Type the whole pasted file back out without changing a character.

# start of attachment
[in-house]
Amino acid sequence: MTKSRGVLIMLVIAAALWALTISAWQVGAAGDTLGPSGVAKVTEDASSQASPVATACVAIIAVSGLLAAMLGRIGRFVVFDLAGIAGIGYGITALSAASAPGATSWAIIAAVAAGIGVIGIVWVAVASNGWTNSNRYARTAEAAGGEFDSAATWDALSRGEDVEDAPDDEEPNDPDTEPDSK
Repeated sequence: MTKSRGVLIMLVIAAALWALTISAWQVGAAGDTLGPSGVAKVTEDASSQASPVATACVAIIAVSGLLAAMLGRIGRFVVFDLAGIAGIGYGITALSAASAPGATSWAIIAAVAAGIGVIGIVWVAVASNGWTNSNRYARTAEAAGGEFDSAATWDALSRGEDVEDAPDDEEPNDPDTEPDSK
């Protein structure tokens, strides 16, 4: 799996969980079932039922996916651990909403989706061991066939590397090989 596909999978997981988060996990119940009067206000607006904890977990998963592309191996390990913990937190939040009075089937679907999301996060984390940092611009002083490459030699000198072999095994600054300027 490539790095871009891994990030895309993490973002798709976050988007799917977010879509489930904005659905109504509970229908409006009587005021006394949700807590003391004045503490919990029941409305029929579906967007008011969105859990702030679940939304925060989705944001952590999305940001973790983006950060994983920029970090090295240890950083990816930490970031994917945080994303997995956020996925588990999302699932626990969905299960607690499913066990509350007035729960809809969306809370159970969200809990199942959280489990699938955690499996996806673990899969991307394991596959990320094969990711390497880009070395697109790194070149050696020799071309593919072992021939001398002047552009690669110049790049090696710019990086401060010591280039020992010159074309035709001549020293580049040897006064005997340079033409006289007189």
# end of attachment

[in-house]
Amino acid sequence: MTKSRGVLIMLVIAAALWALTISAWQVGAAGDTLGPSGVAKVTEDASSQASPVATACVAIIAVSGLLAAMLGRIGRFVVFDLAGIAGIGYGITALSAASAPGATSWAIIAAVAAGIGVIGIVWVAVASNGWTNSNRYARTAEAAGGEFDSAATWDALSRGEDVEDAPDDEEPNDPDTEPDSK
Repeated sequence: MTKSRGVLIMLVIAAALWALTISAWQVGAAGDTLGPSGVAKVTEDASSQASPVATACVAIIAVSGLLAAMLGRIGRFVVFDLAGIAGIGYGITALSAASAPGATSWAIIAAVAAGIGVIGIVWVAVASNGWTNSNRYARTAEAAGGEFDSAATWDALSRGEDVEDAPDDEEPNDPDTEPDSK
């Protein structure tokens, strides 16, 4: 799996969980079932039922996916651990909403989706061991066939590397090989 596909999978997981988060996990119940009067206000607006904890977990998963592309191996390990913990937190939040009075089937679907999301996060984390940092611009002083490459030699000198072999095994600054300027 490539790095871009891994990030895309993490973002798709976050988007799917977010879509489930904005659905109504509970229908409006009587005021006394949700807590003391004045503490919990029941409305029929579906967007008011969105859990702030679940939304925060989705944001952590999305940001973790983006950060994983920029970090090295240890950083990816930490970031994917945080994303997995956020996925588990999302699932626990969905299960607690499913066990509350007035729960809809969306809370159970969200809990199942959280489990699938955690499996996806673990899969991307394991596959990320094969990711390497880009070395697109790194070149050696020799071309593919072992021939001398002047552009690669110049790049090696710019990086401060010591280039020992010159074309035709001549020293580049040897006064005997340079033409006289007189």